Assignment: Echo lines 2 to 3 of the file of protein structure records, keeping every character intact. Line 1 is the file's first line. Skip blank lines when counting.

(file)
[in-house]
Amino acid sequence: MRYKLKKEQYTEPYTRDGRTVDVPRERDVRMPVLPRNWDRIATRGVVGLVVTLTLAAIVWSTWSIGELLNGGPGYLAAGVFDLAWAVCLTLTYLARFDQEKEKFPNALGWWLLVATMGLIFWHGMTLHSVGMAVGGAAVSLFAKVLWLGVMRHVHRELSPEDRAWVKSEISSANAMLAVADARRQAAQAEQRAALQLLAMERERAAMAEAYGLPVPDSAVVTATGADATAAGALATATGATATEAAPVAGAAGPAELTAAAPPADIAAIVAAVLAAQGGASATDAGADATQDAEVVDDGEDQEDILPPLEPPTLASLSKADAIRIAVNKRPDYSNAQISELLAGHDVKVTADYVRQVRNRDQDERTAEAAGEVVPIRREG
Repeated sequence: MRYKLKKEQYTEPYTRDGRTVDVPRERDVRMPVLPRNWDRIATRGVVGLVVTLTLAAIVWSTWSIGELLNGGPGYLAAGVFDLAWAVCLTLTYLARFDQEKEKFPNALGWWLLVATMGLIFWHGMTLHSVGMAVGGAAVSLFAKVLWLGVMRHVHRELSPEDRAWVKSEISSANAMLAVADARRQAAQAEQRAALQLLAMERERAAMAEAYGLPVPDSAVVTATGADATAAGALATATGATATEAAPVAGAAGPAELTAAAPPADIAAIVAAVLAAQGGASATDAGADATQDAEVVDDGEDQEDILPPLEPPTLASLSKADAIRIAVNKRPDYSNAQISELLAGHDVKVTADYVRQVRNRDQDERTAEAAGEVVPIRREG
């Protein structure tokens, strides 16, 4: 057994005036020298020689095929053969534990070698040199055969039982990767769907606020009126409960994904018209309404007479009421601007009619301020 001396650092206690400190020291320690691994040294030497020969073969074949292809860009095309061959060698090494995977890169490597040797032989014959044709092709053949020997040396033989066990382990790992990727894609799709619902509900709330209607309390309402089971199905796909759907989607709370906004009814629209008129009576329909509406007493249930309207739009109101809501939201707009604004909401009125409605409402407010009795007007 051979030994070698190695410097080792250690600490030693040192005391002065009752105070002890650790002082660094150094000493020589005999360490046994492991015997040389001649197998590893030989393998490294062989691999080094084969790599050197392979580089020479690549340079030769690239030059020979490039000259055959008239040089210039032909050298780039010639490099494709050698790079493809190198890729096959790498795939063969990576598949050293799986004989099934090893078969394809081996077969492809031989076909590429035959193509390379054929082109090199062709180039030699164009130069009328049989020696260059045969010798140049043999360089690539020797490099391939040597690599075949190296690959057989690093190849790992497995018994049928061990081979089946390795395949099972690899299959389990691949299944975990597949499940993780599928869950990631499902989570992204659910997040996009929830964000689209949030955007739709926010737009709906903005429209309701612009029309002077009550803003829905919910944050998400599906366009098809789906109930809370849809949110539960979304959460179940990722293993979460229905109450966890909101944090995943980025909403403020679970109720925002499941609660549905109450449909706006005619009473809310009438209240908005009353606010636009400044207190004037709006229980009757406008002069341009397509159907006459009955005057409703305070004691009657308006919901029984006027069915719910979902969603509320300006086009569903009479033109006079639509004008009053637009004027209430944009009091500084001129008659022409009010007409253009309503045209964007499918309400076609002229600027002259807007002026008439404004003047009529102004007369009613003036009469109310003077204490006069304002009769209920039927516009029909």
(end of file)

Amino acid sequence: MRYKLKKEQYTEPYTRDGRTVDVPRERDVRMPVLPRNWDRIATRGVVGLVVTLTLAAIVWSTWSIGELLNGGPGYLAAGVFDLAWAVCLTLTYLARFDQEKEKFPNALGWWLLVATMGLIFWHGMTLHSVGMAVGGAAVSLFAKVLWLGVMRHVHRELSPEDRAWVKSEISSANAMLAVADARRQAAQAEQRAALQLLAMERERAAMAEAYGLPVPDSAVVTATGADATAAGALATATGATATEAAPVAGAAGPAELTAAAPPADIAAIVAAVLAAQGGASATDAGADATQDAEVVDDGEDQEDILPPLEPPTLASLSKADAIRIAVNKRPDYSNAQISELLAGHDVKVTADYVRQVRNRDQDERTAEAAGEVVPIRREG
Repeated sequence: MRYKLKKEQYTEPYTRDGRTVDVPRERDVRMPVLPRNWDRIATRGVVGLVVTLTLAAIVWSTWSIGELLNGGPGYLAAGVFDLAWAVCLTLTYLARFDQEKEKFPNALGWWLLVATMGLIFWHGMTLHSVGMAVGGAAVSLFAKVLWLGVMRHVHRELSPEDRAWVKSEISSANAMLAVADARRQAAQAEQRAALQLLAMERERAAMAEAYGLPVPDSAVVTATGADATAAGALATATGATATEAAPVAGAAGPAELTAAAPPADIAAIVAAVLAAQGGASATDAGADATQDAEVVDDGEDQEDILPPLEPPTLASLSKADAIRIAVNKRPDYSNAQISELLAGHDVKVTADYVRQVRNRDQDERTAEAAGEVVPIRREG